Foundation Repair and Basement Waterproofing
If you are experiencing water seepage, your foundation is already in an advanced stage of failure. At this stage, your foundation may be at risk for serious structural issues such as bowing/buckling of the walls and floor, and even collapse. You may also notice mold, mildew, musty orders, bugs, and even mud after heavy rain. EverDry Waterproofing is the Nation’s leading residential basement waterproofing contractor. You may be noticing dry rot on the walls, baseboards, joists, floor and bottom of a wood staircase. This is due to moisture coming through your walls and floor. This type of fungus is also a major health concern. Since 1983, Everdry Of Columbus has provided full-service waterproofing for more than 80,000 satisfied customers. EverDry professionals take a personal one-on-one approach in educating homeowners so they truly understand all their options for creating a safe, dry, usable space in their basements. Everdry Columbus is the areas premier basement waterproofing, foundation repair, and crawl space waterproofing company. In an area with an abundance of older homes, it is a good idea to have your home inspected and if needed waterproofed by a professional. Everdry Columbus provides services in the metro area, as well as the surrounding suburbs.
Facts About Marion
Marion is the county seat of Marion County, Ohio. Eber Baker and Alexander Holmes established the town in 1821. By 1840, 570 people resided in the town. Six years later, Marion boasted a population of eight hundred people. Three churches, a private academy, two newspaper offices, twenty-one stores, one sawmill, one fulling mill, and one carding mill also existed in the town in 1846. Over the next several decades, Marion continued to grow. One of the chief reasons for this growth was Marion’s location along two railroads. In 1880, 3,899 people inhabited the town. This number increased to 8,327 people in 1890. In 1886, three newspapers operated in the town, including the Marion Star, with Warren G. Harding, the eventual president of the United States serving as this paper’s editor. In addition to the newspapers, fifteen churches and four banks existed in the community. Numerous manufacturing establishments existed in the town, with most businesses providing services or products to farmers in the surrounding countryside. In 1886, the largest employer was the Marion Steam Shovel Company, with eighty employees. This business manufactured steam shovels, including some that were used to dig the Panama Canal.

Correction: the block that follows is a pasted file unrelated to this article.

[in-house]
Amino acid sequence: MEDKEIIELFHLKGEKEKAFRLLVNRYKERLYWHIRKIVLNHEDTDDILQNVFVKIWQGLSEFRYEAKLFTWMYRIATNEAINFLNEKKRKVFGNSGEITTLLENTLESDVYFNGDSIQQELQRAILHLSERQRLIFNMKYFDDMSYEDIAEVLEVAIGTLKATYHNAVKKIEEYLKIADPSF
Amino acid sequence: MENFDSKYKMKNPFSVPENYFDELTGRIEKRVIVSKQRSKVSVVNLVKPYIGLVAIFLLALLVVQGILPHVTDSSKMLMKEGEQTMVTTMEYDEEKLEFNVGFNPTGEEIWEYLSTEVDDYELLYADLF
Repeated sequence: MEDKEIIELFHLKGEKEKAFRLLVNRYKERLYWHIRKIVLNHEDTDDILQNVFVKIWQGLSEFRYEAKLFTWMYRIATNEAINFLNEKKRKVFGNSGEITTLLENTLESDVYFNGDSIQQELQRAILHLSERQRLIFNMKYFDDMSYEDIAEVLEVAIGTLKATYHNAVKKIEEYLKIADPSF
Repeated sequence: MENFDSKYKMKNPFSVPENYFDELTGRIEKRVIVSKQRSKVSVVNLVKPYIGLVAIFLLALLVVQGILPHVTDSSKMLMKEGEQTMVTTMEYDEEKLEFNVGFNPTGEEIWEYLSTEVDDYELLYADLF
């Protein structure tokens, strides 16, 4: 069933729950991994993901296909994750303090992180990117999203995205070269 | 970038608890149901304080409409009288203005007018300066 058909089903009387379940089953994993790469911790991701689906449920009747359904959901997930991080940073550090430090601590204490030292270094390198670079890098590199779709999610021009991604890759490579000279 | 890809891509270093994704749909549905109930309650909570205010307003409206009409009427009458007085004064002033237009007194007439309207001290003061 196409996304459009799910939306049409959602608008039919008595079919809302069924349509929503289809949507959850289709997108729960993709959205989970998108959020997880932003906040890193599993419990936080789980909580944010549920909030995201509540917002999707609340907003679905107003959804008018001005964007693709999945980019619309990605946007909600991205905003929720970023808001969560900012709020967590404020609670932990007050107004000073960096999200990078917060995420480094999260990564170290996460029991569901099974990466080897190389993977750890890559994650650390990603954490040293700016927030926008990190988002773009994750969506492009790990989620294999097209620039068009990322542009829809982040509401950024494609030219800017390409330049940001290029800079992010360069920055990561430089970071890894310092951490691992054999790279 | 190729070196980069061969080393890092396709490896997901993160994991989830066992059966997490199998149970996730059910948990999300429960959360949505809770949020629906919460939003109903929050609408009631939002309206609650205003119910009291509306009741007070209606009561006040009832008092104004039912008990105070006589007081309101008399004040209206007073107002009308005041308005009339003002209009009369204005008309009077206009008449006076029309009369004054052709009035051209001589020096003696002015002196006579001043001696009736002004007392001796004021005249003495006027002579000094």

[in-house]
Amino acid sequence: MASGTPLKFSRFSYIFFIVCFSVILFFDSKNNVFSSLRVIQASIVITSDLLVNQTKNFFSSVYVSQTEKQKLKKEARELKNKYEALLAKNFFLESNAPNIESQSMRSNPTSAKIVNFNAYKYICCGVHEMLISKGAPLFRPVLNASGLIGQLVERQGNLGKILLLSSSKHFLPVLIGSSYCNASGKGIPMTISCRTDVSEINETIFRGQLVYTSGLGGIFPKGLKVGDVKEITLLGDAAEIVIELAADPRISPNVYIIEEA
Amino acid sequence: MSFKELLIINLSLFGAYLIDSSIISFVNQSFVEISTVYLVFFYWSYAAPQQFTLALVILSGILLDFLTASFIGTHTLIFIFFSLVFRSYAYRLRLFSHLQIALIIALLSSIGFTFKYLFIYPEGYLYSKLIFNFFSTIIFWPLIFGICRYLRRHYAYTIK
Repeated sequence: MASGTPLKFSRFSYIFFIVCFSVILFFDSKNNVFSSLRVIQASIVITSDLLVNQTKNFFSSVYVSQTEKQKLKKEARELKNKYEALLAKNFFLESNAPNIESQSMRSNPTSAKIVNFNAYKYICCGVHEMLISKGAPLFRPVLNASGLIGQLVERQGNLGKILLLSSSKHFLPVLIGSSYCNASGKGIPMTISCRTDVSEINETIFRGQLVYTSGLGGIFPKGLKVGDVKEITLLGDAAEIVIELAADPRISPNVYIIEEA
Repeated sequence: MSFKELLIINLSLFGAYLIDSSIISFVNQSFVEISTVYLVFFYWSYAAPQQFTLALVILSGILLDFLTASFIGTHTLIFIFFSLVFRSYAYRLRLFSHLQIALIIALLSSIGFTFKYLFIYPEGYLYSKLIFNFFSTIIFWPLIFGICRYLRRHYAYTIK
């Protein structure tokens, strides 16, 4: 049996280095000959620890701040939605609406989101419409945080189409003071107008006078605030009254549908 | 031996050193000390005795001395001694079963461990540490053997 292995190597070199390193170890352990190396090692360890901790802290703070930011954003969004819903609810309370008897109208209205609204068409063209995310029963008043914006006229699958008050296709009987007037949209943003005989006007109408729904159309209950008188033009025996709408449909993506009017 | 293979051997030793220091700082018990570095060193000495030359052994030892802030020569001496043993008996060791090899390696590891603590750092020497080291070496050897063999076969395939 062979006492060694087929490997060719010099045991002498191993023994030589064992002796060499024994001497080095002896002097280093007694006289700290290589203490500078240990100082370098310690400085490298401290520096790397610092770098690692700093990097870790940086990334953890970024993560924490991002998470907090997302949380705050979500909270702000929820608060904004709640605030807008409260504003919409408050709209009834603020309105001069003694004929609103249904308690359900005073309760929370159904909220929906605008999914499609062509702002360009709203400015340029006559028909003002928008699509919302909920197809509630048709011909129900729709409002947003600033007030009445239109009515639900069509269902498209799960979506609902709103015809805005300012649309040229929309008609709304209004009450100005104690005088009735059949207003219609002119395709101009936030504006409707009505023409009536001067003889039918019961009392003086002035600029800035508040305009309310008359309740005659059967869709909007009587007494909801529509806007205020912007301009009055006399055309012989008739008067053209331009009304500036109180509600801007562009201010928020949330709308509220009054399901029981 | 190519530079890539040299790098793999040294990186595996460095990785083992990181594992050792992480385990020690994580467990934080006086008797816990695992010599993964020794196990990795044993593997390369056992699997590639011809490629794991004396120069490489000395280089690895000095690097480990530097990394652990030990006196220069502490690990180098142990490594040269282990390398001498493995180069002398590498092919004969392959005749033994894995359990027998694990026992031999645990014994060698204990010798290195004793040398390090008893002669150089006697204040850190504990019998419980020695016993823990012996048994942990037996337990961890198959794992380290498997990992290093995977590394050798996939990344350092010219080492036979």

Marion and its residents continued to prosper during the twentieth century. In 2000, Marion was the largest population center in Marion County, with a total population of thirty-eight thousand residents. This marked a ten percent growth in the town’s population since 1990, and the county, itself, experienced a three percent growth rate, to a total population of 66,217 people, during this same time period. Much of this growth resulted from Franklin County and Delaware County residents trying to escape the busyness of Columbus. The Marion Power Shovel Company, formerly known as the Marion Steam Shovel Company, was historically one of the county’s largest employers, but by 2003, only three hundred people worked for this business. The Ohio State University Marion also employs numerous residents. Marion’s most famous resident was Warren G. Harding, the twenty-ninth president of the United States and a former United States senator from Ohio. Harding won election as president in 1920. He became known as a poor manager of the federal government, and numerous improprieties erupted during his administration. Harding died in office. The Ohio History Connection now operates Harding’s home as a museum. Harding is also buried in the county.
As of the census of 2010, there were 36,837 people, 12,868 households, and 8,175 families residing in the city. The population density was 3,137.7 inhabitants per square mile (1,211.5/km2). There were 15,066 housing units at an average density of 1,283.3 per square mile (495.5/km2). The racial makeup of the city was 86.7% White, 9.6% African American, 0.2% Native American, 0.4% Asian, 1.1% from other races, and 2.1% from two or more races. Hispanic or Latino of any race were 3.0% of the population. There were 12,868 households of which 33.5% had children under the age of 18 living with them, 40.0% were married couples living together, 17.1% had a female householder with no husband present, 6.4% had a male householder with no wife present, and 36.5% were non-families. 30.4% of all households were made up of individuals and 12.7% had someone living alone who was 65 years of age or older. The average household size was 2.45 and the average family size was 3.00. The median age in the city was 37.3 years. 22.2% of residents were under the age of 18; 9.9% were between the ages of 18 and 24; 28.7% were from 25 to 44; 26.6% were from 45 to 64; and 12.6% were 65 years of age or older. The gender makeup of the city was 54.9% male and 45.1% female.
Hilliard, OH 43026